victor saulSinger/Songwriter/Guitarist, Vic Saul has been around. From his native Meridan in the center of England to Nashville, Tenn. to Ole River in Perdido Key, Saul is a regular face on the music landscape. Saul may describe himself as half Welsh/Cornish and half Lithuanian , but he fits right into the local scene, performing his brand of folk, country with a touch of blues,.or as he likes to call it "ACOUSTIC DANCE". OK, Saul's not a native, but he's certainly earned the right to be called a local songwriter, especially when he takes the stage at various venues along the Emerald Coast ,  this accomplished artist, now calling the Gulf Coast FL/AL. home, Saul has steadily carved a name out for himself from Perdido Key to West Beach in Gulf Shores, where he shares the stage with numerous acts. Like many musicians around here, Saul didn't wait for an invitation when he first arrived during the year's biggest music festival.

"I first visited this area back in 1999, when I gate-crashed the Frank Brown International Songwriters' Festival," Saul said. "This was at the invitation of another great local songwriter, Kim Carson, after we had met up in Nashville earlier that year. After touring about, all over the United States but mainly the Southeast, I really moved (to the area) what I like to call, 'lock stock and barrel' in 2003, which happened to be one day before the Frank Brown Festival of that year .Since then, Saul has appeared at the Frank Brown International Songwriters' Festival in the fall several times, composed several popular original numbers, and has amassed a small legion of local fans. But you'd have to go back to his early days, growing up over "the pond" to trace Saul's humble beginnings — and a not-so-well-known band with a legendary English guitarist who influenced Mark Knopfler of Dire Straits, Cliff Richard, The Who's Pete Townsend, and Vic Saul himself ,

I was first inspired to pick up and learn the guitar at the age of 14 after listening to The Shadows with Hank Marvin on lead guitar," Saul recalls. "They are an instrumental band formed in the 1960s and still going strong today. My first full rock band was called Buckshee, and we covered the 1970s rock and roll bands, Free and Bad Company, plus we wrote our own material, too. Eventually, Saul would merge into composing his own original solo numbers. Those early lyrical efforts earned him a solo song publishing deal at age 23, with Beaumont Music at Eden Studios in Chiswick London. When he moved to the United States, Saul was inspired to compose songs about the Southeast. For Saul, two songs stand out in his repertoire.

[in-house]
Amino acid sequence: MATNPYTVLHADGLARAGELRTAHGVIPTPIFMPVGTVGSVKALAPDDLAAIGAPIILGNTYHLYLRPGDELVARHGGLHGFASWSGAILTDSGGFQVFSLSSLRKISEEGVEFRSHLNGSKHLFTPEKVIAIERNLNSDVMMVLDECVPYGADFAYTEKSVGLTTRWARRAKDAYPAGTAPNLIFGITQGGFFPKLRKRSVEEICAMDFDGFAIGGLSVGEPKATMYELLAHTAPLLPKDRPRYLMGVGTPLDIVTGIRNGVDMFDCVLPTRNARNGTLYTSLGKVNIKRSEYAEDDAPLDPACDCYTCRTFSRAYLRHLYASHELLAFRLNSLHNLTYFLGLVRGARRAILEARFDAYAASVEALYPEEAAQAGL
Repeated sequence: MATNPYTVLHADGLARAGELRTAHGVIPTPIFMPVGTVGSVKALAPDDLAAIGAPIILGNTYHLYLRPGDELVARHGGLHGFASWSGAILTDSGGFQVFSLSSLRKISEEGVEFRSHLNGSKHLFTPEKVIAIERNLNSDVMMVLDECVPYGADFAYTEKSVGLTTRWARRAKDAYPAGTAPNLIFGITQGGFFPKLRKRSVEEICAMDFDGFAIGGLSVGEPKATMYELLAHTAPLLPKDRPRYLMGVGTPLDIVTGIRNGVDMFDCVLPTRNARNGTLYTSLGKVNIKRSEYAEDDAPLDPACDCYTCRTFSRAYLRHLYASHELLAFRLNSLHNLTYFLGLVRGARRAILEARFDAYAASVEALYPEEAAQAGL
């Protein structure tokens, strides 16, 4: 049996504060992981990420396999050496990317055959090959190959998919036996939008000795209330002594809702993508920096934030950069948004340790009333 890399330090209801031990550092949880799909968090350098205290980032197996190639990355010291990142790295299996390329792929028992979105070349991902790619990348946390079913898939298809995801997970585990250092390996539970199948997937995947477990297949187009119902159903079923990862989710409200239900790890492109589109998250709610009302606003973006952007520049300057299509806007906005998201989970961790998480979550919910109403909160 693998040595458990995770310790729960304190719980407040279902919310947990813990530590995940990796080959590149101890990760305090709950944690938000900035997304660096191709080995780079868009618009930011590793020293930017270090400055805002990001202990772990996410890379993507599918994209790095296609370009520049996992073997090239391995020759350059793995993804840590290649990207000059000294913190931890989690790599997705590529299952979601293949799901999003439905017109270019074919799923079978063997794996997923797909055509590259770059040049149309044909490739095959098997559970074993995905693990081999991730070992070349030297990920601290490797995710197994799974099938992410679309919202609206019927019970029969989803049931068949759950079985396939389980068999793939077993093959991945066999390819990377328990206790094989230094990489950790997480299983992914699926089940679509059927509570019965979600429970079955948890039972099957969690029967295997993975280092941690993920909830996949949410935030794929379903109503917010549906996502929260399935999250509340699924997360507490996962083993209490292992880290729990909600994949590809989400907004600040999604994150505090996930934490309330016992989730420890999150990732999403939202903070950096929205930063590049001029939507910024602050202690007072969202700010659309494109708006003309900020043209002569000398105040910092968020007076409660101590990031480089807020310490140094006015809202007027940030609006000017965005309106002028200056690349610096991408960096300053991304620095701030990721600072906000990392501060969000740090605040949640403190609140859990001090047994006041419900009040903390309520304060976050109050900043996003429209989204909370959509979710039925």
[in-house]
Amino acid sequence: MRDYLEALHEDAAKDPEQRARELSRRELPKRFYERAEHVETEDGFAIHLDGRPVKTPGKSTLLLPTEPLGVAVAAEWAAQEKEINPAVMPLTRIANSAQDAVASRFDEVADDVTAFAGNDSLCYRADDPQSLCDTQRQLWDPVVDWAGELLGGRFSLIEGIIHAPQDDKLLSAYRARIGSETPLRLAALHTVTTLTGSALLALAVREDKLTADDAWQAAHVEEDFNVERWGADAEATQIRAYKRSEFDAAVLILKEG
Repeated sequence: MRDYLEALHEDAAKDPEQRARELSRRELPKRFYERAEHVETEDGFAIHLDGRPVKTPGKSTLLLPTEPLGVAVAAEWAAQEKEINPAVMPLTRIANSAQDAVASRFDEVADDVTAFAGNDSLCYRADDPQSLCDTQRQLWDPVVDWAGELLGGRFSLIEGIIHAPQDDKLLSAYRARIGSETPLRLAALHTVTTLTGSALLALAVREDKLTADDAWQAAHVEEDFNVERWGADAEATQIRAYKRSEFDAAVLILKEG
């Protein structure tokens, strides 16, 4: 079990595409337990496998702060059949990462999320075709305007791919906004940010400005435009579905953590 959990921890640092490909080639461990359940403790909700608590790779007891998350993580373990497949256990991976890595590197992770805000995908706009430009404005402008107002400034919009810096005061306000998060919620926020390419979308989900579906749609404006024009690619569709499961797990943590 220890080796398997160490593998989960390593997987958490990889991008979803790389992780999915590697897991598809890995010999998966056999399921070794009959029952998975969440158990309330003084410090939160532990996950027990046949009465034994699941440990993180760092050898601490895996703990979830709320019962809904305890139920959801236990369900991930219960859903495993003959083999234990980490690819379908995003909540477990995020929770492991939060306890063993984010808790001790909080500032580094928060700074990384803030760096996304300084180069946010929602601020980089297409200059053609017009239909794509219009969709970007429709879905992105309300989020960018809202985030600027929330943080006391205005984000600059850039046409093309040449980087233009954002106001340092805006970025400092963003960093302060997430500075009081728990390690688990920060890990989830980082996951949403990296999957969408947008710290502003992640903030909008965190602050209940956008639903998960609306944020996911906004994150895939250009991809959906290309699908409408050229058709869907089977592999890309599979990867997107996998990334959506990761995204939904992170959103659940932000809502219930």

"I'd have to mention my song, "When we Kiss," which is directly inspired by this beautiful Gulf Coast, the summer nights, and days with a certain Southern belle I met from New Orleans " he said; "Also,  my instrumental with very limited words, "Wot the Funk." That song seems to be a favorite around these parts, It's just a funky little old ditty that people seem to like .Sure, he's got a thick English accent when he speaks into the microphone, but when he plays guitar and sings, Saul is speaking the same language as the local musicians — great music. These days, except for the occasional tour, Vic Saul will remain a local fixture, popping up on stages all around the island. It's what he loves, especially when he shares the stage with his fellow local songwriters.

"I just love the Gulf Coast. I get to play with some of my brothers and sisters in arms down here too, like doing duo gigs with Lisa Christian, John Joiner, Cary Laine, Rick Whaley, Sandra Laird, Tim O'Donovan, just to name a few. Plus, I love the whole Frank Brown Festival, and the Nashville artists who come down for it. There's alot of Nashville musical refugee's down here on the Gulf Coast, but personally I think this is where all the good stuff is anyway.

"and come festival time, I get to share the stage with songwriters from outta town too, like Jim St James IN, Doug Gill and Lynn Langham outta Leipers Fork TN ,Stephen Lee Veal , Mobile AL, Maggie Brown, Mississippi.

Source:  Brian Kelly Pensacola News Journal article @


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